"Well, girls aren't good at it. I mean, you know."

"No, I don't know." Sarah's voice was flat.

Kelly felt panic. She had been experiencing this warm feeling with Sarah Harding, but now she sensed it was dissolving away, as if she had given a wrong answer to a disapproving teacher. She decided not to say anything else. She waited in silence.

After a moment Sarah came out again, wearing Eddie's baggy clothes. She sat down and started putting on a pair of boots. She moved in a very normal, matter-of-fact way. "What did you mean girls aren't good at mathematics?"

"Well, that's what everybody says."

"Everybody like who?"

"My teachers."

Sarah sighed. "Great" she said, shaking her head. "Your teachers..."

"And the other kids call me a brainer. Stuff like that. You know." Kelly Just blurted it out. She couldn't believe that she was saying all this to Sarah Harding, whom she hardly knew at all except from articles and pictures, but here she was, telling her all this personal stuff. All these things that upset her.

Sarah just smiled cheerfully. "Well, if they say that, you must be pretty good at math, huh?"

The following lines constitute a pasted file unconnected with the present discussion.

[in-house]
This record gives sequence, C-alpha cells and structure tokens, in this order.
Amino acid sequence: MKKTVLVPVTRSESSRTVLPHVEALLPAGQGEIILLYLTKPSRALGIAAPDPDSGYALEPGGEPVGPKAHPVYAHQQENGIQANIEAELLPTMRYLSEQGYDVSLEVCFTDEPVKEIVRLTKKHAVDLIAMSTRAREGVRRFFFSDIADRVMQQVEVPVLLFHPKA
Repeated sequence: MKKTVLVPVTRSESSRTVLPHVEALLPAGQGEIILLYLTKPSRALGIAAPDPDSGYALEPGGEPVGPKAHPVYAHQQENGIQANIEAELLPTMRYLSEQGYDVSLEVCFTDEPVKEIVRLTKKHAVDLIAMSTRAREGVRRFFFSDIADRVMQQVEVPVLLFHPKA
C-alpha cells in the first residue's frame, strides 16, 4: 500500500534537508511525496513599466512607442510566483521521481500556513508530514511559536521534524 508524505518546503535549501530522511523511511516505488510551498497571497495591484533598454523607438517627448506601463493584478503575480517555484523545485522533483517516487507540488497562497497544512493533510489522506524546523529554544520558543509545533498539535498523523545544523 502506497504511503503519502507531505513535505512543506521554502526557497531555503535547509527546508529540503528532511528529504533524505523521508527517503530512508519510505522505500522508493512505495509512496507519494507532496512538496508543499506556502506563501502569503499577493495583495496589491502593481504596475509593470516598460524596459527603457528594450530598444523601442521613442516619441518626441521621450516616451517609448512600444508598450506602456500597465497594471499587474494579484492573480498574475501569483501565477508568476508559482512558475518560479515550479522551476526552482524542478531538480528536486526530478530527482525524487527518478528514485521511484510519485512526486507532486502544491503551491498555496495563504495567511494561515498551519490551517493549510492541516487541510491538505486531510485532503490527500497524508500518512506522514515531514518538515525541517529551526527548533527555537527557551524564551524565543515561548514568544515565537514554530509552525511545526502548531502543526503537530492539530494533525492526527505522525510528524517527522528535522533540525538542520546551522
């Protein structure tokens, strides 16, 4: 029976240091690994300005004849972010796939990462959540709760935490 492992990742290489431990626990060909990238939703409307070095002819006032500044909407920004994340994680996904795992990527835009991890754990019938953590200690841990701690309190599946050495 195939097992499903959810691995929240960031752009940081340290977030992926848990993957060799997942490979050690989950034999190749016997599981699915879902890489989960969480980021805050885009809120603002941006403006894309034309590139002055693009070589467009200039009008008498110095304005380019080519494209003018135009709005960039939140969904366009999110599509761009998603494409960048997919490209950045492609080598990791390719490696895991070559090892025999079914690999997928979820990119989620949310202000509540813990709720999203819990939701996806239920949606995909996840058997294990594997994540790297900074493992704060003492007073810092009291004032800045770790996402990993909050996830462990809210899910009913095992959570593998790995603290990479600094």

"I guess."

She smiled. "That's wonderful, Kelly.

"But the thing is, boys don't like girls who are too smart."

Sarah's eyebrows went up. "Is that so?"

"Well, that's what everybody says.

"Like who?"

"Like my mom."

"Uh-huh. And she probably knows what she's talking about."

"I don't know," Kelly admitted. "My mom only dates jerks, actually."

"So she could be wrong?" Sarah asked, glancing up at Kelly as she tied her laces.

"I guess."

"Well, in my experience, Some men like smart women, and some don't. It's like everything else in the world. She stood up. "You know about George Schaller?"

"Sure. He studied pandas."

"Right. Pandas, and before that, snow leopards and lions and gorillas. He's the most important animal researcher in the twentieth century-and you know how he works?"

Kelly shook her head.

"Before he goes into the field, George reads everything that's ever been written about the animal he's going to study. Popular books, newspaper accounts, scientific papers, everything. Then he goes out and observes the animal for himself. And you know what he usually finds?"

She shook her head, not trusting herself to speak.

"That nearly everything that's been written or said is wrong. Like the gorilla. George studied mountain gorillas ten years before Dian Fossey ever thought of it. And he found that what was believed about gorillas was exaggerated, or misunderstood, or just plain fantasy - like the idea that you couldn't take women on gorilla expeditions, because the gorillas would rape them, Wrong. Everything...just... wrong."

Sarah finished tying her boots, and stood.

"So, Kelly, even at your young age, there's something you might as well learn now. All your life people will tell you things. And most of the time, probably ninety-five percent of the time, what they'll tell you will be wrong."